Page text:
A combination of genetic and environmental factors, have been identified as the underlying mechanism in the development of schizophrenia.
Genetic association studies found several risk genes for schizophrenia. Environmental factors such as obstetric complications with hypoxia, the season of birth, prenatal infection, drug abuse, and migration may interact with genetic factors, influencing the onset and progression of the disease.
This gene-environmental interaction may comprise epigenetic alterations like DNA methylation and histone acetylation1.
Positive and negative symptoms are medical terms for two groups of symptoms in schizophrenia. Symptoms in schizophrenia are divided into three groups:
Transcranial magnetic stimulation (TMS) has been used for treatment of schizophrenia. A version of TMS called deep TMS or dTMS has shown significant improvements in negative symptoms when administered to the dorsolateral prefrontal cortex (DLPFC) in schizophrenia2.
In these studies, patients were treated using high-frequency (18 Hz) bilateral stimulation applied over the DLPFC, bilaterally, with deep TMS coils. Objective measures of improvement such as the Scale for the Assessment of Negative Symptoms and the Positive and Negative Syndrome Scales have been used to ensure the reliability of results.
Standard TMS has proven effective for positive symptoms in schizophrenia too. A review of clinical trials from the last 20 years on the effect of TMS for positive symptoms has found that TMS is effective3,4.
Resting-state functional connectivity MRI or rsFC MRI is an advanced imaging technique that provides functional connectivity (FC) of the brain which has proven to be a powerful measure of abnormalities of brain networks in schizophrenia5.
In one study5, comparing schizophrenia patients with healthy controls, individuals with a clinical high risk for psychosis (CHR) and schizophrenia patients showed hypo-connectivity between posterior insula (PI) and somatosensory areas, and between dorsal anterior insula (dAI) and putamen.
Furthermore, schizophrenia patients showed dAI and ventral anterior insula(vAI) hyper-connectivity with visual areas relative to controls and CHR individuals. In another study6, FC has offered evidence for the dysconnectivity hypothesis of schizophrenia.
As resting-state fMRI (rsfMRI) can map functional brain networks, such as the default mode network (DMN), it makes the study of the systems-level pathology of schizophrenia possible. From a wide range of studies, we know that connectivity of the DMN is altered in patients with schizophrenia7. Specifically, features discovered by rsfMRI are as follows:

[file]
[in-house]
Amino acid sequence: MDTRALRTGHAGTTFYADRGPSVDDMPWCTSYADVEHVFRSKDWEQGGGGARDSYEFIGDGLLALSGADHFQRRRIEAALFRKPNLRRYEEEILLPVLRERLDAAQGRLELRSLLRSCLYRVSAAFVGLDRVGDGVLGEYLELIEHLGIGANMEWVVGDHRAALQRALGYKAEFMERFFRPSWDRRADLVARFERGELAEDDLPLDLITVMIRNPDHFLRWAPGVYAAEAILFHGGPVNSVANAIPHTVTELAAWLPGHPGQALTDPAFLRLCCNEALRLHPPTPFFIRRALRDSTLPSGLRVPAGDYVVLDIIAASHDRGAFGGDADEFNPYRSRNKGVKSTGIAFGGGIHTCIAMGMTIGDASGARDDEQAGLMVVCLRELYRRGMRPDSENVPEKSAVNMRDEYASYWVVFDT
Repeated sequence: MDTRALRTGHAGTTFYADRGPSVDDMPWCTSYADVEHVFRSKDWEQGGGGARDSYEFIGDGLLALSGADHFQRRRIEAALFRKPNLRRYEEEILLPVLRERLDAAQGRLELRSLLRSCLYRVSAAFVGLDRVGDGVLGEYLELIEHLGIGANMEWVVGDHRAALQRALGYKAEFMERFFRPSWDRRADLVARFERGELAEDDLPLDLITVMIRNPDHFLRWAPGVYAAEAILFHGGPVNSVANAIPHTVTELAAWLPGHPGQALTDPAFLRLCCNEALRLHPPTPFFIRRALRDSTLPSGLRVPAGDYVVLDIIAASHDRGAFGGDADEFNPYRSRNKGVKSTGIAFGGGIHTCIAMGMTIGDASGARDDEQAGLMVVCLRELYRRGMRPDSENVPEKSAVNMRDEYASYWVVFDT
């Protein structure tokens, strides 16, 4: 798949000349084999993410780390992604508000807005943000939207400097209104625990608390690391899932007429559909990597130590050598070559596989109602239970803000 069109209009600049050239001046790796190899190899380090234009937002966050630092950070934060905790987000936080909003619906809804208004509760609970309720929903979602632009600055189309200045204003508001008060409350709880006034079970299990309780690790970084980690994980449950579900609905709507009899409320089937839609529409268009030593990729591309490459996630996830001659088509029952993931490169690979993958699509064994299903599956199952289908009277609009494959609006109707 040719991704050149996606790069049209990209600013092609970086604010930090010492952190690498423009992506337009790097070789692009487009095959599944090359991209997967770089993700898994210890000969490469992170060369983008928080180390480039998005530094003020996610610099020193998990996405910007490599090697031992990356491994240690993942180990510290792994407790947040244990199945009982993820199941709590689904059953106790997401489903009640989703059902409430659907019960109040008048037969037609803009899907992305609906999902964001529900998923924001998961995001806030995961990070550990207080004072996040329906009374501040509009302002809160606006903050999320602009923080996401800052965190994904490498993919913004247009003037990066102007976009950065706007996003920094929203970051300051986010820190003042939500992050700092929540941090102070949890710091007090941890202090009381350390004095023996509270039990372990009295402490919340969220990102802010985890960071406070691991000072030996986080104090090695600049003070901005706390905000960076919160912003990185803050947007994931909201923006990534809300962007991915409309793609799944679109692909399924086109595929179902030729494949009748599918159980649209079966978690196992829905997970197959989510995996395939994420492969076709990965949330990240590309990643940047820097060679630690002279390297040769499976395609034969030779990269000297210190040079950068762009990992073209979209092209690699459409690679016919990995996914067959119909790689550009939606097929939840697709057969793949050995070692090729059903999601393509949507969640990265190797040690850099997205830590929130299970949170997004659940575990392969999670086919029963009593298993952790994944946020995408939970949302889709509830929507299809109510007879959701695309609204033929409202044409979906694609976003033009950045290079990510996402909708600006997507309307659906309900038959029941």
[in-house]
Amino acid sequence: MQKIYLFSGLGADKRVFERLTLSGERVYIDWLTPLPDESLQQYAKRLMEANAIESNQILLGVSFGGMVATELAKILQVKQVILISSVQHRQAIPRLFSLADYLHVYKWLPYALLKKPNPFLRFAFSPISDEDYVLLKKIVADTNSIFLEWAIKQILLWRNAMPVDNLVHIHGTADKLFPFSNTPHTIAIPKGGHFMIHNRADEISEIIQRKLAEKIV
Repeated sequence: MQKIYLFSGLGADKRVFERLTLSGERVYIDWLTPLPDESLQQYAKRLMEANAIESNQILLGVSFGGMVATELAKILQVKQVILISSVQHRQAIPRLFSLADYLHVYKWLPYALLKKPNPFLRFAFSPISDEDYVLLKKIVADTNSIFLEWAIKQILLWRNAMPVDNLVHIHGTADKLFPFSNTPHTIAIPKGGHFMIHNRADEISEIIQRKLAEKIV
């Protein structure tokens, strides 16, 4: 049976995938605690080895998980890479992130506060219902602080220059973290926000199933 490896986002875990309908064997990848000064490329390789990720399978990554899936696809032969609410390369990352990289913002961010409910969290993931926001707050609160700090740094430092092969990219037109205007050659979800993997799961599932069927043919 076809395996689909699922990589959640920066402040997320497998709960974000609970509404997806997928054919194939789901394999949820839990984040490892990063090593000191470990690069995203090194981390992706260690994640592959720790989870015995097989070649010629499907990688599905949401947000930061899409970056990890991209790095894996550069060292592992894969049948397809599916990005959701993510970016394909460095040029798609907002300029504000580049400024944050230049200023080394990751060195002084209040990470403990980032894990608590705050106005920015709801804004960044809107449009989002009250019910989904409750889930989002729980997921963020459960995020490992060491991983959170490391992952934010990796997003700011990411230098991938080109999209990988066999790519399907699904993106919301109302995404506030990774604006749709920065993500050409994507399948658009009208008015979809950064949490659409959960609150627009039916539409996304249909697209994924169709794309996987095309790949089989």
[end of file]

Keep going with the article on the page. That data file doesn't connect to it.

We will use rsFC MRI and correlation analysis to identify targets for TMS treatment of schizophrenia. This is a powerful approach since studies have revealed that dAI functional connectivity with superior temporal gyrus does positively correlate with positive symptoms of CHR. Furthermore, vAI connectivity with dorsolateral prefrontal cortex (DLPFC) negatively correlates with the severity of the symptoms of first-episode schizophrenia5.
We also have the capability of using rsFC MRI to map the whole-brain network topology and to use graph theory. In the past, it has been shown that functional brain networks in schizophrenia are characterized by reduced small-worldness, lower degree connectivity of brain hubs, and decreased modularity.
The sensitivity of functional connectivity is so high that it can detect differences in unaffected relatives, suggesting that functional dysconnectivity is an endophenotype related to genetic risk for schizophrenia. As we have broad support for dysconnectivity theories of schizophrenia, we use this feature of rsFC MRI to identify our targets for TMS treatment.
1. Schmitt A, Hasan A, Gruber O, Falkai P. Schizophrenia as a disorder of disconnectivity. Eur Arch Psychiatry Clin Neurosci. 2011;261 Suppl 2(Suppl 2).S150–S154.
2. Linsambarth S, Jeria A, Avirame K, Todder D, Riquelme R, Stehberg J. Deep. Transcranial Magnetic Stimulation for the Treatment of Negative Symptoms in Schizophrenia: Beyond an Antidepressant Effect. J ECT. 2019 Dec;35(4):e46-e54.
3. Marzouk T, Winkelbeiner S, Azizi H, Malhotra AK, Homan P. Transcranial Magnetic Stimulation for Positive Symptoms in Schizophrenia: A Systematic Review. Neuropsychobiology. 2019 Sep 10:1-13.
4. Dougall N, Maayan N, Soares-Weiser K, McDermott LM, McIntosh A. Transcranial magnetic stimulation (TMS) for schizophrenia. Cochrane Database Syst Rev. 2015 Aug 20;(8):CD006081.
5. Li XB, Wang LB, Xiong YB, Bo QJ, He F, Li F, Hou WP, Wen YJ, Wang XQ, Yang NB, Mao Z, Dong QH, Zhang FF, Yang R, Wang D, Xiang YT, Zhu YY, Tang YL, Yang Z, Wang CY. Altered resting-state functional connectivity of the insula in individuals with clinical high-risk and patients with first-episode schizophrenia. Psychiatry Res. 2019 Dec;282:112608.
6. Zhou Y, Fan L, Qiu C, Jiang T. Prefrontal cortex and the dysconnectivity hypothesis of schizophrenia. Neurosci Bull. 2015 Apr;31(2):207-19.
7. Karbasforoushan H, Woodward ND. Resting-state networks in schizophrenia. Curr Top Med Chem. 2012;12(21):2404-14.